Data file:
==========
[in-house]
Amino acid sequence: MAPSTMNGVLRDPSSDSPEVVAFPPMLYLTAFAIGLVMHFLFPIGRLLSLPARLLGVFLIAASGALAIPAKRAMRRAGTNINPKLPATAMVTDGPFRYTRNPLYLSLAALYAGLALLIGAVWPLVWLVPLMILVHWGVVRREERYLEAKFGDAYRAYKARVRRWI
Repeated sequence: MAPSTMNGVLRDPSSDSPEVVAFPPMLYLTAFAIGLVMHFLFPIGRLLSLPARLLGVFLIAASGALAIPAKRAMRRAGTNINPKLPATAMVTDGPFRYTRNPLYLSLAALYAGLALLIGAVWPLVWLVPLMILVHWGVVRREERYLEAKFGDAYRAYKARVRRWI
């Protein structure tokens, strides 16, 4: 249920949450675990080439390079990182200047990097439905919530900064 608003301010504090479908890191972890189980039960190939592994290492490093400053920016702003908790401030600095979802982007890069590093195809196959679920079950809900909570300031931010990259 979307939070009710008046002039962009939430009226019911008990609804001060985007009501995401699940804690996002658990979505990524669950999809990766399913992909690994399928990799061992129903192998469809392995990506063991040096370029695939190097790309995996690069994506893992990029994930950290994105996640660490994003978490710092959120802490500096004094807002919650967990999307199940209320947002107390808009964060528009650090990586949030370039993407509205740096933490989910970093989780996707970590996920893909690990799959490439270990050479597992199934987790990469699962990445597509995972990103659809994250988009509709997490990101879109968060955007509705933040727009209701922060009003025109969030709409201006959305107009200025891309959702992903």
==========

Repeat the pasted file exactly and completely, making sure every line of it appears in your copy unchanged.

[in-house]
Amino acid sequence: MAPSTMNGVLRDPSSDSPEVVAFPPMLYLTAFAIGLVMHFLFPIGRLLSLPARLLGVFLIAASGALAIPAKRAMRRAGTNINPKLPATAMVTDGPFRYTRNPLYLSLAALYAGLALLIGAVWPLVWLVPLMILVHWGVVRREERYLEAKFGDAYRAYKARVRRWI
Repeated sequence: MAPSTMNGVLRDPSSDSPEVVAFPPMLYLTAFAIGLVMHFLFPIGRLLSLPARLLGVFLIAASGALAIPAKRAMRRAGTNINPKLPATAMVTDGPFRYTRNPLYLSLAALYAGLALLIGAVWPLVWLVPLMILVHWGVVRREERYLEAKFGDAYRAYKARVRRWI
């Protein structure tokens, strides 16, 4: 249920949450675990080439390079990182200047990097439905919530900064 608003301010504090479908890191972890189980039960190939592994290492490093400053920016702003908790401030600095979802982007890069590093195809196959679920079950809900909570300031931010990259 979307939070009710008046002039962009939430009226019911008990609804001060985007009501995401699940804690996002658990979505990524669950999809990766399913992909690994399928990799061992129903192998469809392995990506063991040096370029695939190097790309995996690069994506893992990029994930950290994105996640660490994003978490710092959120802490500096004094807002919650967990999307199940209320947002107390808009964060528009650090990586949030370039993407509205740096933490989910970093989780996707970590996920893909690990799959490439270990050479597992199934987790990469699962990445597509995972990103659809994250988009509709997490990101879109968060955007509705933040727009209701922060009003025109969030709409201006959305107009200025891309959702992903």